the uncomfortably not too distant future, the nanny state has become Big Brother.
The World Health Organization (WHO) serves as its Stormtroopers. It is not
exactly the UN agency we know today, but probably not so different from how the
global bureaucrats would prefer to operate. Almost nobody questions the
ideology of “Lifeism” that has sacrificed free will for the sake of health and
safety, except one of the elite Helix Inspector charged with maintaining the
rigid social order. Tuan Kirie will indeed find herself conflicted when she
links a mysterious outbreak of suicides to a childhood friend long presumed
dead in Michael Arias & Takashi Nakamura’s adaptation of Japanese science
fiction novelist Project Itoh’s Harmony (trailer here), which screens
nationwide for two days only this Tuesday and Wednesday.
to the nanotech implants that activate in adulthood, citizens under WHO’s
jurisdiction, most definitely including Japan, closely regulate what they eat
and scrupulously avoid danger. Miach Mihie was not having any of it. The
charismatic goth girl resolved to kill herself, as did fellow classmates Kirie
and Cian Reikado. However, only Mihie successfully carried out the plan—although
it was not for a lack of trying on Kirie’s part. Ostensibly, Kirie and Reikado
recovered, becoming duly healthy and contributing members of society. Kirie
even joined the ranks of the Helix Inspectors but she had ulterior motives.
Only while serving in war zones on behalf of WHO’s health and safety
imperialism can Kirie smoke, drink, and generally enjoy an unhealthy lifestyle.
is obviously not her commander’s favorite, but she has her talents. Those
skills will be needed when thousands of people simultaneously commit suicide,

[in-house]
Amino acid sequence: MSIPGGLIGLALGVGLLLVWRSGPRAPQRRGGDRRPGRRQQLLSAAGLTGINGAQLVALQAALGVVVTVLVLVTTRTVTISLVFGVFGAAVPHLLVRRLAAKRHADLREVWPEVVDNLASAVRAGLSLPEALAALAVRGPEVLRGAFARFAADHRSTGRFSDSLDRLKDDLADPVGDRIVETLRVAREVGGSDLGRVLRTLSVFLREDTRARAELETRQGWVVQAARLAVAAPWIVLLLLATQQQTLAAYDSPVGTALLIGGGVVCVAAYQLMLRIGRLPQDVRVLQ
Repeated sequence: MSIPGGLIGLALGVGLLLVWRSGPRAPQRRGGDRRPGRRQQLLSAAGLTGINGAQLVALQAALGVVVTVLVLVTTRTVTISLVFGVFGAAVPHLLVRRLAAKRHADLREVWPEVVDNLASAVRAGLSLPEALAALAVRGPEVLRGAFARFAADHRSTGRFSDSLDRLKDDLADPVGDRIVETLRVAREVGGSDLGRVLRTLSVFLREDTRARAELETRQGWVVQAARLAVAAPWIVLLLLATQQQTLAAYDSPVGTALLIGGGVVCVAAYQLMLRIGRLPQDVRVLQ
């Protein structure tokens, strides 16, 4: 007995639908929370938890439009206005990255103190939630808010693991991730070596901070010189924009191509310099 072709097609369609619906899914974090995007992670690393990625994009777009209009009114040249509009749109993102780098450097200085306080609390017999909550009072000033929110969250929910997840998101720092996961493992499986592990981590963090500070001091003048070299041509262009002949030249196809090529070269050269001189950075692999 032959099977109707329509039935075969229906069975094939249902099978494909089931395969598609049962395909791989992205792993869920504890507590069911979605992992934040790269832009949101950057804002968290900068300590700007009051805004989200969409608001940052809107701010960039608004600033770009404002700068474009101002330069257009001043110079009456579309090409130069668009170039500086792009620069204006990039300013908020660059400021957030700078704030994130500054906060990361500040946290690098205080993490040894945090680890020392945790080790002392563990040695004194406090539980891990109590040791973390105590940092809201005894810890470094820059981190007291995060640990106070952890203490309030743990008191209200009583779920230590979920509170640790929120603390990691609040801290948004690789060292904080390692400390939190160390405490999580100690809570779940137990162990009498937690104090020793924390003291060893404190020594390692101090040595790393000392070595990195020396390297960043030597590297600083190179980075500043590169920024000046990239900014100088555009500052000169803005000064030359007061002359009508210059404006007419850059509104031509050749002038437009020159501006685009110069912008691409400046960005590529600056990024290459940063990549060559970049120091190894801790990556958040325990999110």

presumably under the influence of some sort of mind control technique. Kirie
has plenty of personal motivation, having watched Reikado’s suicide first-hand.
She is also alarmed by rhetorical similarities of the terrorists claiming
responsibilities and her long lost friend Mihie.
investigation will take her to some fascinating near-future locales, including
a Baghdad reborn as an unregulated pharmaceutical research Mecca and a Chechnya
that is still brutally repressed by Russia. Evidently, some things do not
change in the future, particularly the pernicious desire to sacrifice freedom
for safety. Sadly, there is nothing outlandish about Itoh’s social speculation.
Does anyone doubt whether the architects of Obama Care would install the
nano-medical-minders on the general populace if they had half a chance?
Harmony is sure to
discomfit critics because it is actually based on very real and discernable
current trends rather than paranoid fantasies in the Handmaid’s Tale tradition. Under WHO, all of Japan is a safe space
and it is no fun whatsoever for a free-thinker like Kirie. Yet, ominously, it is
still not safe enough for some social engineers.
is a strong, rebellious character, whose considerable emotional baggage
manifests itself in credible ways. Just as importantly, the film’s increasingly
sinister internal logic is consistently observed. There are also some striking
visuals, including some rather stunning future metropolis backdrops.
If you want to see smart dystopian science
fiction on the big screen, skip the sketchy and didactic High-Rise and opt for the whip-smart Harmony instead. It is refreshingly ambitious anime in all
respects. Recommended for fans of animation and social science fiction, Harmony screens tomorrow (5/17) and
Wednesday (5/18) in New York, at the Village East.
Labels: Animated films, Anime, Dystopian Cinema, Japanese Cinema, Project Itoh, Sci-Fi films